Tuesday, September 2, 2008
I've always been a bit of a plodder, so it was with some satisfaction that I came across a quote by Abraham Lincoln as I contemplated the gathering this week of the Party of Lincoln in Minnesota: "I am a slow walker, but I never walk backwards." He certainly was an example of persistence and perseverance in the face of hardships.
Sitting with my leg elevated above my heart, I have had time to reflect on my ordeal. Like anyone would, I've asked myself "why me?" and held several "pity parties." But I've also asked "why not me?" Of late, I've meditated on what I am learning from these experience so I can move forward, and not backwards. Three major lessons come to mind and I write them here for my own understanding and perhaps to help another:
1. Be Humble - I am grateful for a wife who, throughout my career in the public sector, has gently and timely reminded me that at the end of the day, I'm really not "all that," and I need to "keep it real!" Sometimes power and authority can be a giddy thing. We've been let down too many times by those who have proven the maxim that "power corrupts." Trappist Monk Thomas Merton taught that “pride makes us artificial and humility makes us real.” Sometimes, we are compelled to be humble. To me, humility is a recognition that no matter our physical prowess (or what we aging men believe our prowess to be,) our education, profession, status, authority or power, we are all, in the final summation, equally subject to infirmities of the flesh. If we are to live and succeed in our time on this earth, we must recognize that we owe, first and foremost who and what we are to God; and second to those with whom we associate in this life: our families, friends, neighbors, co-workers, and fellow citizens. In humility, I am firmly aware that my elected position means one thing: to serve the people of this great state by securing their rights, opportunities and privileges, and protecting them, their families and their children.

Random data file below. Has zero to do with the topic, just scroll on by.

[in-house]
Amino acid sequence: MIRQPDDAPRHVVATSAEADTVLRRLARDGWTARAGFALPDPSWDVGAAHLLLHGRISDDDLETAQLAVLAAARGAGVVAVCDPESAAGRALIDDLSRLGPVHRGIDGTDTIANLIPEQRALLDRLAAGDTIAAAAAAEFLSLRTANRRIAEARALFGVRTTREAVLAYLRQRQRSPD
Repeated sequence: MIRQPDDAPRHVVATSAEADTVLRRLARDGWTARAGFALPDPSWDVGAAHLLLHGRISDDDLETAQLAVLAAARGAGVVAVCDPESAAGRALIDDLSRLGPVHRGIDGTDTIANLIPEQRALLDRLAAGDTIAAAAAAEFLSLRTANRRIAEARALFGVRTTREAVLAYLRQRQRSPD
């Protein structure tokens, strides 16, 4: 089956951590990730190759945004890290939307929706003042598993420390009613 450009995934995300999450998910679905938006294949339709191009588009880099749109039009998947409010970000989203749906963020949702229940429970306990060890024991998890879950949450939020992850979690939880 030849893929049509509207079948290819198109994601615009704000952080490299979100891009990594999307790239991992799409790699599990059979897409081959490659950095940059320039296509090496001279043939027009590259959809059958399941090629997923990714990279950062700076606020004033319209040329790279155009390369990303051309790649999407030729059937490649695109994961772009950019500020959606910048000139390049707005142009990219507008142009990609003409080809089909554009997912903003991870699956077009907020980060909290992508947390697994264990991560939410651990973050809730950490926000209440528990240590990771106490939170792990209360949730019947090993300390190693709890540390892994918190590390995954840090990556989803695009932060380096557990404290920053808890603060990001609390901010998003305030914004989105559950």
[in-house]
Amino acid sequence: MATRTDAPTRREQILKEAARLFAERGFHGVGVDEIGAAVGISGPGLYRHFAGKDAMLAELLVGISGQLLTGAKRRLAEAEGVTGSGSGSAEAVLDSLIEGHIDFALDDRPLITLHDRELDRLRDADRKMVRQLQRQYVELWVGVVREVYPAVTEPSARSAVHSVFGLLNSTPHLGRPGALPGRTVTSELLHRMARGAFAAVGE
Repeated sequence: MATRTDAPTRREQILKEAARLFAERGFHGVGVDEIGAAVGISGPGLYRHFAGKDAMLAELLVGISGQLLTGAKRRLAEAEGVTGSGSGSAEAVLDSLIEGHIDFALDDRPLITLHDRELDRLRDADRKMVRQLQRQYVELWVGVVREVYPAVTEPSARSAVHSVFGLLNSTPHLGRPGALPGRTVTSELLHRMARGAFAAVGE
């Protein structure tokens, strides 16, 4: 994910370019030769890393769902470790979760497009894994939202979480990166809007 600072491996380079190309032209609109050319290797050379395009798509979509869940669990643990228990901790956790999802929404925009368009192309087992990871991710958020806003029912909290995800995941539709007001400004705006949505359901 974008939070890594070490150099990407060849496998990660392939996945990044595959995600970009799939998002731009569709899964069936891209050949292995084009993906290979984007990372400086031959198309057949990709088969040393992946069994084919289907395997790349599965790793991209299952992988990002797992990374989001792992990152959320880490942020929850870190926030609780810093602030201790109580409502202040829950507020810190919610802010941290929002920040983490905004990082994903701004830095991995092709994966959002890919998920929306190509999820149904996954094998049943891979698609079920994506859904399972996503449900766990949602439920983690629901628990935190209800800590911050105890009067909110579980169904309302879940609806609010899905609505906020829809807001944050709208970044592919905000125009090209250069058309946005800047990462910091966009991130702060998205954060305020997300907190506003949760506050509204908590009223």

2. Be Patient – Despite rigorous preparation and planning, we unfortunately do not always control our course or even our abilities; so that when we are afflicted, we must trust in God, the marvels of modern medicine, and the love, support and prayers of others. Next we need to get up each day, put one foot in front of the [Ilizarov fixator rings], and do as much as we are able given our physical or other limitations. We must be patient in suffering and setbacks, and in the words of Winston Churchill, "Never give in. Never, never, never, never--in nothing, great or small, large or petty--never give in."
3. Be Empathetic - I took for granted my good health and relative athletic ability to play a lot of sports. Those activities took a toll on my joints and bones resulting in twelve surgeries including an artificial knee at the age of 42. But I always healed well and quickly. This time it has been different; and after eleven months spent in hospital beds and wheelchairs, with walkers, crutches and canes, and utilizing shower chairs, toilet risers and grab bars, I have learned a profound empathy and appreciation for those whose disabilities are permanent, and who will every day, and always, face obstacles but who nonetheless approach each day with humility, faith and courage and make an amazing difference in the lives of others. I will try to be more like them, even when - especially when - my health returns.
One of the most amazing and heroic Utahns I’ve met through all this is Sharon Ross in Brigham City who has never been out of a wheelchair (and her saint of a husband, Weston, who has lovingly cared for her every need for decades;) but they have together, and individually, accomplished amazing feats of family, work, art and charity.
More recently a humble, patient and empathetic David Watson posted a comment on my blog: "I pray for your full recovery. I was not so lucky. I was involved in a freeway rollover accident in January and lost my left leg. After 5 months in the Hospital and rehab, I'm doing fine. If you every need someone to talk to, I would be glad to talk." I called but he is taking his youngest son to BYU-Idaho. I can't wait to talk with him. If you want to be inspired, go to his blog: http://davidewatson.blogspot.com
I love to think on the Meditations of Marcus Aurelius. Consider this:
"Think on this doctrine,--that reasoning beings were created for one another's sake; that to be patient is a branch of justice, and that men sin without intending it."